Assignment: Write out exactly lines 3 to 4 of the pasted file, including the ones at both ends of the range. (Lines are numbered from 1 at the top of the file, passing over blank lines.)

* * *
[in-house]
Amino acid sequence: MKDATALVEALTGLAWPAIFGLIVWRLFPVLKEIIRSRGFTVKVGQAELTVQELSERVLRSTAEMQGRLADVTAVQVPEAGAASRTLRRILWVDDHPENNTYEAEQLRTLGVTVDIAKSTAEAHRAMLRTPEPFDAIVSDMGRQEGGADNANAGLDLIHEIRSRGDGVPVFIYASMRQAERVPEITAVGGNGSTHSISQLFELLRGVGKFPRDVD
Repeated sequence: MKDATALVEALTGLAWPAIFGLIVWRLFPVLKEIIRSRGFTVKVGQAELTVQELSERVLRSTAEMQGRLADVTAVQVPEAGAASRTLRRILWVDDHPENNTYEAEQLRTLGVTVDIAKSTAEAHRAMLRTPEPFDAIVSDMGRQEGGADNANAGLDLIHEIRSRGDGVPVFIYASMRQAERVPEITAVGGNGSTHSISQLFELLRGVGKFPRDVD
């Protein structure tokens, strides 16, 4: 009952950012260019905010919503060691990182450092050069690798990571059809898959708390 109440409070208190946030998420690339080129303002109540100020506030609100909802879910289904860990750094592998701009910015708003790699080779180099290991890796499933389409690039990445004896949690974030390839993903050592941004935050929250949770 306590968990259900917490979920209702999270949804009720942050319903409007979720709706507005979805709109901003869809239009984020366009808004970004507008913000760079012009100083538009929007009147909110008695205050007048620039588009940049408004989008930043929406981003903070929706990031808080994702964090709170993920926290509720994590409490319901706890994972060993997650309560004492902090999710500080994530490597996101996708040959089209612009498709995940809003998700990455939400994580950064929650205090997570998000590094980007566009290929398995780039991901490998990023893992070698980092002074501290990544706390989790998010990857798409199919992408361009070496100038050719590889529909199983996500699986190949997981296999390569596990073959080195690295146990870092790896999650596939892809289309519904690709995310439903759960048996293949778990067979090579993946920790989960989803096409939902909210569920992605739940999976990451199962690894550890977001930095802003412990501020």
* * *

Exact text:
Repeated sequence: MKDATALVEALTGLAWPAIFGLIVWRLFPVLKEIIRSRGFTVKVGQAELTVQELSERVLRSTAEMQGRLADVTAVQVPEAGAASRTLRRILWVDDHPENNTYEAEQLRTLGVTVDIAKSTAEAHRAMLRTPEPFDAIVSDMGRQEGGADNANAGLDLIHEIRSRGDGVPVFIYASMRQAERVPEITAVGGNGSTHSISQLFELLRGVGKFPRDVD
């Protein structure tokens, strides 16, 4: 009952950012260019905010919503060691990182450092050069690798990571059809898959708390 109440409070208190946030998420690339080129303002109540100020506030609100909802879910289904860990750094592998701009910015708003790699080779180099290991890796499933389409690039990445004896949690974030390839993903050592941004935050929250949770 306590968990259900917490979920209702999270949804009720942050319903409007979720709706507005979805709109901003869809239009984020366009808004970004507008913000760079012009100083538009929007009147909110008695205050007048620039588009940049408004989008930043929406981003903070929706990031808080994702964090709170993920926290509720994590409490319901706890994972060993997650309560004492902090999710500080994530490597996101996708040959089209612009498709995940809003998700990455939400994580950064929650205090997570998000590094980007566009290929398995780039991901490998990023893992070698980092002074501290990544706390989790998010990857798409199919992408361009070496100038050719590889529909199983996500699986190949997981296999390569596990073959080195690295146990870092790896999650596939892809289309519904690709995310439903759960048996293949778990067979090579993946920790989960989803096409939902909210569920992605739940999976990451199962690894550890977001930095802003412990501020």